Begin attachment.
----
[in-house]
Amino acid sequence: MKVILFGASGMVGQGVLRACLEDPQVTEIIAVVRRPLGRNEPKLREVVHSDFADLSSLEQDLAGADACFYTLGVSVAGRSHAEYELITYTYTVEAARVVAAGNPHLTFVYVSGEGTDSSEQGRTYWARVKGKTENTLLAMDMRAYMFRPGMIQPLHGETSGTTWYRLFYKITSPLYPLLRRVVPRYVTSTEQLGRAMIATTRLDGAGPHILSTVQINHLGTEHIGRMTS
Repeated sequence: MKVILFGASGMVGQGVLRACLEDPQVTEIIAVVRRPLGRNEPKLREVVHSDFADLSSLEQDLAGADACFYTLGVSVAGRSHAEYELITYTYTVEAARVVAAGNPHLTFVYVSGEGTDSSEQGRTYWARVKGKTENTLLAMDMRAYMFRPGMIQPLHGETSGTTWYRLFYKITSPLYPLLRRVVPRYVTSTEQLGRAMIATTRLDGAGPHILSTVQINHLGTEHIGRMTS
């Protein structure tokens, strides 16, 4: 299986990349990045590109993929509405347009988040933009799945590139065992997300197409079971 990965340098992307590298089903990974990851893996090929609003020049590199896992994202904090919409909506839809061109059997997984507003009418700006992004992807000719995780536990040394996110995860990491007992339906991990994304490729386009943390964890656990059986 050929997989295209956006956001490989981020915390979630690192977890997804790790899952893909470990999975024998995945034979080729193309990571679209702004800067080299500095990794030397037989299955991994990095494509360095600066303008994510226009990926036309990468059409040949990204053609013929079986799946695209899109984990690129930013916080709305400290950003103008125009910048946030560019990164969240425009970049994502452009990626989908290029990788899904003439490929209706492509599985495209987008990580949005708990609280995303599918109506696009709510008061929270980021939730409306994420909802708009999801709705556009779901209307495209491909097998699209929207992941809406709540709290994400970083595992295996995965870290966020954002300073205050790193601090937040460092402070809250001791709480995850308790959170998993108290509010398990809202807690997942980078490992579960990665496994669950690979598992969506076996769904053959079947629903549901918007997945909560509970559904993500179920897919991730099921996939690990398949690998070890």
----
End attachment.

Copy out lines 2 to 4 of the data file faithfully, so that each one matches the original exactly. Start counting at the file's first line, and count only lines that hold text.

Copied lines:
Amino acid sequence: MKVILFGASGMVGQGVLRACLEDPQVTEIIAVVRRPLGRNEPKLREVVHSDFADLSSLEQDLAGADACFYTLGVSVAGRSHAEYELITYTYTVEAARVVAAGNPHLTFVYVSGEGTDSSEQGRTYWARVKGKTENTLLAMDMRAYMFRPGMIQPLHGETSGTTWYRLFYKITSPLYPLLRRVVPRYVTSTEQLGRAMIATTRLDGAGPHILSTVQINHLGTEHIGRMTS
Repeated sequence: MKVILFGASGMVGQGVLRACLEDPQVTEIIAVVRRPLGRNEPKLREVVHSDFADLSSLEQDLAGADACFYTLGVSVAGRSHAEYELITYTYTVEAARVVAAGNPHLTFVYVSGEGTDSSEQGRTYWARVKGKTENTLLAMDMRAYMFRPGMIQPLHGETSGTTWYRLFYKITSPLYPLLRRVVPRYVTSTEQLGRAMIATTRLDGAGPHILSTVQINHLGTEHIGRMTS
């Protein structure tokens, strides 16, 4: 299986990349990045590109993929509405347009988040933009799945590139065992997300197409079971 990965340098992307590298089903990974990851893996090929609003020049590199896992994202904090919409909506839809061109059997997984507003009418700006992004992807000719995780536990040394996110995860990491007992339906991990994304490729386009943390964890656990059986 050929997989295209956006956001490989981020915390979630690192977890997804790790899952893909470990999975024998995945034979080729193309990571679209702004800067080299500095990794030397037989299955991994990095494509360095600066303008994510226009990926036309990468059409040949990204053609013929079986799946695209899109984990690129930013916080709305400290950003103008125009910048946030560019990164969240425009970049994502452009990626989908290029990788899904003439490929209706492509599985495209987008990580949005708990609280995303599918109506696009709510008061929270980021939730409306994420909802708009999801709705556009779901209307495209491909097998699209929207992941809406709540709290994400970083595992295996995965870290966020954002300073205050790193601090937040460092402070809250001791709480995850308790959170998993108290509010398990809202807690997942980078490992579960990665496994669950690979598992969506076996769904053959079947629903549901918007997945909560509970559904993500179920897919991730099921996939690990398949690998070890």